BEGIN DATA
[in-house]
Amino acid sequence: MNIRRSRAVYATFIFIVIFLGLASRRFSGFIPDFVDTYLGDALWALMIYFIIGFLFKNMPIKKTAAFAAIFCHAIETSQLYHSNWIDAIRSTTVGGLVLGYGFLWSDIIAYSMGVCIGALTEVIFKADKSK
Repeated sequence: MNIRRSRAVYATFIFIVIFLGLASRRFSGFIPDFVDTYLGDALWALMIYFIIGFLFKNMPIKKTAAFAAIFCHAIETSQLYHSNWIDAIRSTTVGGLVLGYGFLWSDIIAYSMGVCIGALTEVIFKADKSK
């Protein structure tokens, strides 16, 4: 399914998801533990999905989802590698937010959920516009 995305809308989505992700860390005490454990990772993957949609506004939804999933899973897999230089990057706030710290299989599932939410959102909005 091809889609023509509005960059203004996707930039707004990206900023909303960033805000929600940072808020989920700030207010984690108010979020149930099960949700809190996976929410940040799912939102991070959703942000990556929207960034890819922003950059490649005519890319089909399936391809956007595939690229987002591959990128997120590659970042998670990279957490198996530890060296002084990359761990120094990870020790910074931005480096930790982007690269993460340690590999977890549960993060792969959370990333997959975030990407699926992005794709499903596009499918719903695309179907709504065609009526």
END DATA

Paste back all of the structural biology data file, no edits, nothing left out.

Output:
[in-house]
Amino acid sequence: MNIRRSRAVYATFIFIVIFLGLASRRFSGFIPDFVDTYLGDALWALMIYFIIGFLFKNMPIKKTAAFAAIFCHAIETSQLYHSNWIDAIRSTTVGGLVLGYGFLWSDIIAYSMGVCIGALTEVIFKADKSK
Repeated sequence: MNIRRSRAVYATFIFIVIFLGLASRRFSGFIPDFVDTYLGDALWALMIYFIIGFLFKNMPIKKTAAFAAIFCHAIETSQLYHSNWIDAIRSTTVGGLVLGYGFLWSDIIAYSMGVCIGALTEVIFKADKSK
């Protein structure tokens, strides 16, 4: 399914998801533990999905989802590698937010959920516009 995305809308989505992700860390005490454990990772993957949609506004939804999933899973897999230089990057706030710290299989599932939410959102909005 091809889609023509509005960059203004996707930039707004990206900023909303960033805000929600940072808020989920700030207010984690108010979020149930099960949700809190996976929410940040799912939102991070959703942000990556929207960034890819922003950059490649005519890319089909399936391809956007595939690229987002591959990128997120590659970042998670990279957490198996530890060296002084990359761990120094990870020790910074931005480096930790982007690269993460340690590999977890549960993060792969959370990333997959975030990407699926992005794709499903596009499918719903695309179907709504065609009526």